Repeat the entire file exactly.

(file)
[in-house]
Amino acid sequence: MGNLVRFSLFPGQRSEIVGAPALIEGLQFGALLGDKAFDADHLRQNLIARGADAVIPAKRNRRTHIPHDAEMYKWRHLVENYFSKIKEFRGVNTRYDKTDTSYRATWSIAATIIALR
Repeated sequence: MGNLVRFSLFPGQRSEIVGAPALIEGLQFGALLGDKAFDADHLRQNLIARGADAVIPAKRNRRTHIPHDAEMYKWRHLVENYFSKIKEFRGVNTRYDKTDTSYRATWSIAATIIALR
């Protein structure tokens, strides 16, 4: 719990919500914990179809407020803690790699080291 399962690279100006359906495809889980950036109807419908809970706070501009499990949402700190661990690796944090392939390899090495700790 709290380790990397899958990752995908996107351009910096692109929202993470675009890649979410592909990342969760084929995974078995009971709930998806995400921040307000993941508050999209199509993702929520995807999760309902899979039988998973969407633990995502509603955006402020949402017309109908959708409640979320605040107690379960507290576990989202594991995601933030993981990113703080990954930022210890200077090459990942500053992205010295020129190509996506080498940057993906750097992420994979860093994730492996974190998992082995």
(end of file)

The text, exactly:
[in-house]
Amino acid sequence: MGNLVRFSLFPGQRSEIVGAPALIEGLQFGALLGDKAFDADHLRQNLIARGADAVIPAKRNRRTHIPHDAEMYKWRHLVENYFSKIKEFRGVNTRYDKTDTSYRATWSIAATIIALR
Repeated sequence: MGNLVRFSLFPGQRSEIVGAPALIEGLQFGALLGDKAFDADHLRQNLIARGADAVIPAKRNRRTHIPHDAEMYKWRHLVENYFSKIKEFRGVNTRYDKTDTSYRATWSIAATIIALR
């Protein structure tokens, strides 16, 4: 719990919500914990179809407020803690790699080291 399962690279100006359906495809889980950036109807419908809970706070501009499990949402700190661990690796944090392939390899090495700790 709290380790990397899958990752995908996107351009910096692109929202993470675009890649979410592909990342969760084929995974078995009971709930998806995400921040307000993941508050999209199509993702929520995807999760309902899979039988998973969407633990995502509603955006402020949402017309109908959708409640979320605040107690379960507290576990989202594991995601933030993981990113703080990954930022210890200077090459990942500053992205010295020129190509996506080498940057993906750097992420994979860093994730492996974190998992082995």